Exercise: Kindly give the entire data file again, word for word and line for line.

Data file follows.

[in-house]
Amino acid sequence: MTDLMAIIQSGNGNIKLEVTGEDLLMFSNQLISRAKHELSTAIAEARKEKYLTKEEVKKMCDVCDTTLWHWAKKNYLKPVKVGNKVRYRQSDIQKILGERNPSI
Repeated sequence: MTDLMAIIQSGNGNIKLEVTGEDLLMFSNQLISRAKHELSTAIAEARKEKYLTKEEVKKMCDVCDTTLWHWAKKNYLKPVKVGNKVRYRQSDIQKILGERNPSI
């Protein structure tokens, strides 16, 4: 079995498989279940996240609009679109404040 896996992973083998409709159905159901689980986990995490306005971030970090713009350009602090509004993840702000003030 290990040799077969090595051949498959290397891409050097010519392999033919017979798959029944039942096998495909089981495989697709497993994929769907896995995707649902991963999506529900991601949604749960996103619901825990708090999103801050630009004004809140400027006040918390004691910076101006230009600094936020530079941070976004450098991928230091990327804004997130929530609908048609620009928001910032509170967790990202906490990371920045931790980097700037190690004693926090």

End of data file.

[in-house]
Amino acid sequence: MTDLMAIIQSGNGNIKLEVTGEDLLMFSNQLISRAKHELSTAIAEARKEKYLTKEEVKKMCDVCDTTLWHWAKKNYLKPVKVGNKVRYRQSDIQKILGERNPSI
Repeated sequence: MTDLMAIIQSGNGNIKLEVTGEDLLMFSNQLISRAKHELSTAIAEARKEKYLTKEEVKKMCDVCDTTLWHWAKKNYLKPVKVGNKVRYRQSDIQKILGERNPSI
């Protein structure tokens, strides 16, 4: 079995498989279940996240609009679109404040 896996992973083998409709159905159901689980986990995490306005971030970090713009350009602090509004993840702000003030 290990040799077969090595051949498959290397891409050097010519392999033919017979798959029944039942096998495909089981495989697709497993994929769907896995995707649902991963999506529900991601949604749960996103619901825990708090999103801050630009004004809140400027006040918390004691910076101006230009600094936020530079941070976004450098991928230091990327804004997130929530609908048609620009928001910032509170967790990202906490990371920045931790980097700037190690004693926090």